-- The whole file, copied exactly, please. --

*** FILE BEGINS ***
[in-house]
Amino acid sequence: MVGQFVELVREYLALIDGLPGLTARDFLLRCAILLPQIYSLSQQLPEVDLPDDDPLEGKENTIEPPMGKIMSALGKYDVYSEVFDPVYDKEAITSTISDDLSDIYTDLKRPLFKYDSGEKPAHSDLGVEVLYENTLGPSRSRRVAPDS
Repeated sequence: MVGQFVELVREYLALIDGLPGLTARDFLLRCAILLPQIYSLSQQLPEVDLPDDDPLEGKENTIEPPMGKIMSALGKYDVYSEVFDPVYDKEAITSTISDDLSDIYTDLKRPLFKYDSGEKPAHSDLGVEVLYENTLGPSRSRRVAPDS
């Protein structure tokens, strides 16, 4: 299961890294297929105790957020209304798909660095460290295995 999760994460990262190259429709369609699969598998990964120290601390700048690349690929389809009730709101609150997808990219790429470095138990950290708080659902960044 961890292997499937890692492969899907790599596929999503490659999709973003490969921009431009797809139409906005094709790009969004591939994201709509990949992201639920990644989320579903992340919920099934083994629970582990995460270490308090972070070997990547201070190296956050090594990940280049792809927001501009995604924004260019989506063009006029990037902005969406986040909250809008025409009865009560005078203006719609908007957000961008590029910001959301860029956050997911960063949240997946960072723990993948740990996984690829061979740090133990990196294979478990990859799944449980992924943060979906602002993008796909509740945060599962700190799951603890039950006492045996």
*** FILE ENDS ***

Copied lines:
[in-house]
Amino acid sequence: MVGQFVELVREYLALIDGLPGLTARDFLLRCAILLPQIYSLSQQLPEVDLPDDDPLEGKENTIEPPMGKIMSALGKYDVYSEVFDPVYDKEAITSTISDDLSDIYTDLKRPLFKYDSGEKPAHSDLGVEVLYENTLGPSRSRRVAPDS
Repeated sequence: MVGQFVELVREYLALIDGLPGLTARDFLLRCAILLPQIYSLSQQLPEVDLPDDDPLEGKENTIEPPMGKIMSALGKYDVYSEVFDPVYDKEAITSTISDDLSDIYTDLKRPLFKYDSGEKPAHSDLGVEVLYENTLGPSRSRRVAPDS
């Protein structure tokens, strides 16, 4: 299961890294297929105790957020209304798909660095460290295995 999760994460990262190259429709369609699969598998990964120290601390700048690349690929389809009730709101609150997808990219790429470095138990950290708080659902960044 961890292997499937890692492969899907790599596929999503490659999709973003490969921009431009797809139409906005094709790009969004591939994201709509990949992201639920990644989320579903992340919920099934083994629970582990995460270490308090972070070997990547201070190296956050090594990940280049792809927001501009995604924004260019989506063009006029990037902005969406986040909250809008025409009865009560005078203006719609908007957000961008590029910001959301860029956050997911960063949240997946960072723990993948740990996984690829061979740090133990990196294979478990990859799944449980992924943060979906602002993008796909509740945060599962700190799951603890039950006492045996």